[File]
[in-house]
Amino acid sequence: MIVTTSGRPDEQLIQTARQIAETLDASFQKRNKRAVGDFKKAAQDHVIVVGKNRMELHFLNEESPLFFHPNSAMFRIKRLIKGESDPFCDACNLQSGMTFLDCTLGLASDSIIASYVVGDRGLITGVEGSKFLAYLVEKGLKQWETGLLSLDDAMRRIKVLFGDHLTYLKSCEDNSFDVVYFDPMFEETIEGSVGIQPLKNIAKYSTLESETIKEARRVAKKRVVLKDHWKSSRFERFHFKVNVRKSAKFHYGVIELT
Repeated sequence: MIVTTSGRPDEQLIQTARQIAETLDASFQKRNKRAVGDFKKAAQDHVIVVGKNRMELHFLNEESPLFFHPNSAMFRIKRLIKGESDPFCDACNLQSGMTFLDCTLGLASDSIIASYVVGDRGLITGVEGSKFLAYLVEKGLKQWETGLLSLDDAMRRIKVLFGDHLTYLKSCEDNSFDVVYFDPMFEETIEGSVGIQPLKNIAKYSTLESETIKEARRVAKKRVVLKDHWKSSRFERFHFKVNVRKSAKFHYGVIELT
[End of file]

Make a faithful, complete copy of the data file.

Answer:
[in-house]
Amino acid sequence: MIVTTSGRPDEQLIQTARQIAETLDASFQKRNKRAVGDFKKAAQDHVIVVGKNRMELHFLNEESPLFFHPNSAMFRIKRLIKGESDPFCDACNLQSGMTFLDCTLGLASDSIIASYVVGDRGLITGVEGSKFLAYLVEKGLKQWETGLLSLDDAMRRIKVLFGDHLTYLKSCEDNSFDVVYFDPMFEETIEGSVGIQPLKNIAKYSTLESETIKEARRVAKKRVVLKDHWKSSRFERFHFKVNVRKSAKFHYGVIELT
Repeated sequence: MIVTTSGRPDEQLIQTARQIAETLDASFQKRNKRAVGDFKKAAQDHVIVVGKNRMELHFLNEESPLFFHPNSAMFRIKRLIKGESDPFCDACNLQSGMTFLDCTLGLASDSIIASYVVGDRGLITGVEGSKFLAYLVEKGLKQWETGLLSLDDAMRRIKVLFGDHLTYLKSCEDNSFDVVYFDPMFEETIEGSVGIQPLKNIAKYSTLESETIKEARRVAKKRVVLKDHWKSSRFERFHFKVNVRKSAKFHYGVIELT